Then after we moved, bought a house, and had a kiddo of our own, I find myself serving in nursery again. It has been fabulous to have somewhere to take our Baby Bear to play with other kids and do activities and keep her attention during church. I love playing with all the munchkins and hugging the ones that are fussy (especially since our church is during universal toddler nap time hours). It's even more controlled chaos with a lot more three year olds and just one or two younger kids, but there's still a lot of animal crackers and fruit snacks.
One week when there were a few of us working in nursery, we had more people than we needed and the other gals offered to let me go to the adult Sunday School and Relief Society. Normally I would jump at the chance to sit still for a couple of hours discussing the gospel with other adults, but instead a rush of anxious questions ran through my mind.
Would they watch and make sure she sat in the middle of her chair instead of on the edge so she wouldn't fall off? Would they watch and make sure she only tried to eat one cracker at a time instead of shoving a whole handful of them in her face? Would they notice if she started to eat the crayons or took liberties as to what was considered appropriate coloring surfaces? In a class full of three-year-olds would they be in tune with the needs of a little 15-month-old who wasn't even old enough to be there in the first place?
All the ladies in nursery with me are responsible, caring individuals, but I found myself suddenly worried about leaving her with someone who wasn't me.
Now that she is 18 months, her chair sitting, cracker regulating, and appropriate crayon use skills have all improved and I don't worry about her so much. She has even stopped taking toys from other kids unless it's really really cool.
I no longer worry about leaving her in nursery, but I have learned how important a responsibility it is to care these adorable kiddos and the huge amount of trust their parents have in us Nursery ladies. I may have accidentally set a precedent that the kiddos (and adults) can all take their shoes off and pile them in a corner, but otherwise I try my very best to treat each child as lovingly and carefully as their parents would.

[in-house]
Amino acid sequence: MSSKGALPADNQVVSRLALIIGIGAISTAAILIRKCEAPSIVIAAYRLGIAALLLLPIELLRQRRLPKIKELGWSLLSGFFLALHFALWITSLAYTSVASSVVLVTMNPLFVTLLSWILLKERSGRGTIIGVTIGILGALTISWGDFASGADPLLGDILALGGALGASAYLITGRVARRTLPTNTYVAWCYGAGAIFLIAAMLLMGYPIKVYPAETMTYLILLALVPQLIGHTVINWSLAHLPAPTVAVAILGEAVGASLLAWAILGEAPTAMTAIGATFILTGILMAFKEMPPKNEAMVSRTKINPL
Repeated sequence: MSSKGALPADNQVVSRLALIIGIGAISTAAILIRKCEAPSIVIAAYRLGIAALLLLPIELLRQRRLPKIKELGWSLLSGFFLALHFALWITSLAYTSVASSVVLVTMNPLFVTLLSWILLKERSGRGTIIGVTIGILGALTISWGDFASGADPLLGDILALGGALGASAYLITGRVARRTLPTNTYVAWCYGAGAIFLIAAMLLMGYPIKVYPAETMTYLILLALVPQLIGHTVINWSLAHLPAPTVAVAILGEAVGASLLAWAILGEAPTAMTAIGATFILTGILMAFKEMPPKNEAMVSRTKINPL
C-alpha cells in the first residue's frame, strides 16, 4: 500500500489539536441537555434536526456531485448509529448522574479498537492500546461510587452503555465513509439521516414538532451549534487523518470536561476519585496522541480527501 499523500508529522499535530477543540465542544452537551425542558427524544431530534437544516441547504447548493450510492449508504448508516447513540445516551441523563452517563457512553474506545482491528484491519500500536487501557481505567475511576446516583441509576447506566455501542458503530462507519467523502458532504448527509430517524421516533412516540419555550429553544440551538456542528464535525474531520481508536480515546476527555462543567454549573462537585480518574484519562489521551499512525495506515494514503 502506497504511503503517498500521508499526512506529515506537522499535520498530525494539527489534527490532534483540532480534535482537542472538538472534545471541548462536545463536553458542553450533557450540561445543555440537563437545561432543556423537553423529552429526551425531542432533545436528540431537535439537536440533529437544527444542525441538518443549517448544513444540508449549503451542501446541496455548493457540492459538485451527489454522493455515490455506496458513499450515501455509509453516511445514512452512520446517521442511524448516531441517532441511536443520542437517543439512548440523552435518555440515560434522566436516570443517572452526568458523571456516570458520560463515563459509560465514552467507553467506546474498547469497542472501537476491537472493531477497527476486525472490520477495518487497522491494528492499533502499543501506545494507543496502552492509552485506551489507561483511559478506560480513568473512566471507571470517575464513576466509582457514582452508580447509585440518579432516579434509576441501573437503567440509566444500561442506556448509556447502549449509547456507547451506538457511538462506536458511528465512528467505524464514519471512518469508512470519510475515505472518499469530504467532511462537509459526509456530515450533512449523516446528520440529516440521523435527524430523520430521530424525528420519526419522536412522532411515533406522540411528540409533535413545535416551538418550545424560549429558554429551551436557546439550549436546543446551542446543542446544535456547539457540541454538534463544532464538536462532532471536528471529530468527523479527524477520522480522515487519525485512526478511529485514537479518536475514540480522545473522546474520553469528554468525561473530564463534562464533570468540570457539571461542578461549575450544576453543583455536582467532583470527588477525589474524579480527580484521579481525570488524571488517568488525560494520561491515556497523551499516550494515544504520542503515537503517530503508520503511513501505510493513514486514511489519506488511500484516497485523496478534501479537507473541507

Now this would be a good place to say, "What a wonderful lesson I've learned!" and move on to some lovely thought about Easter and bunnies and rolling colorful eggs down hills. However, as I am learning is the pattern, there was a even more powerful lesson to be learned.
|via LDS Media Library|
I had all the kiddos gathered around me on the floor for lesson time. I sat on the table in front of them and held up the picture from the lesson for the week. In a crazy rare moment, they were all paying attention at the same time. I asked my favorite question, "Who is this?" They all cried out in unison, "JESUS!", or rather "Je-bis" or "Zezus" or some other adorable variation. I told them the story about how Jesus loved children, how He gathered them around Him, how He sat them on His knee and hugged them, how He wanted them to live with Him in heaven forever.
I looked around at these little mischievous angels gathered around me, sitting at my side. I looked at the one darling little blonde who was always so nervous when her daddy left that she would sit on your lap for an long time just snuggling with you. I looked at my baby girl and knew just how much I wanted her to be mine forever.
|via LDS Media Library|
Oh how He loves us, our Savior, our friend. Oh how God loves us, our Creator, our Father. I know because I have sat at the feet of those who love Him and have taken His name upon them. I have been loved and hugged and taught by those that took seriously the sacred responsibility to be His representative not just in name, but in mission and love. I guess I just realized that it's my turn to share His love, not just with the little kiddos in Nursery, but with all of God's beloved children.
Love you all, Happy Easter.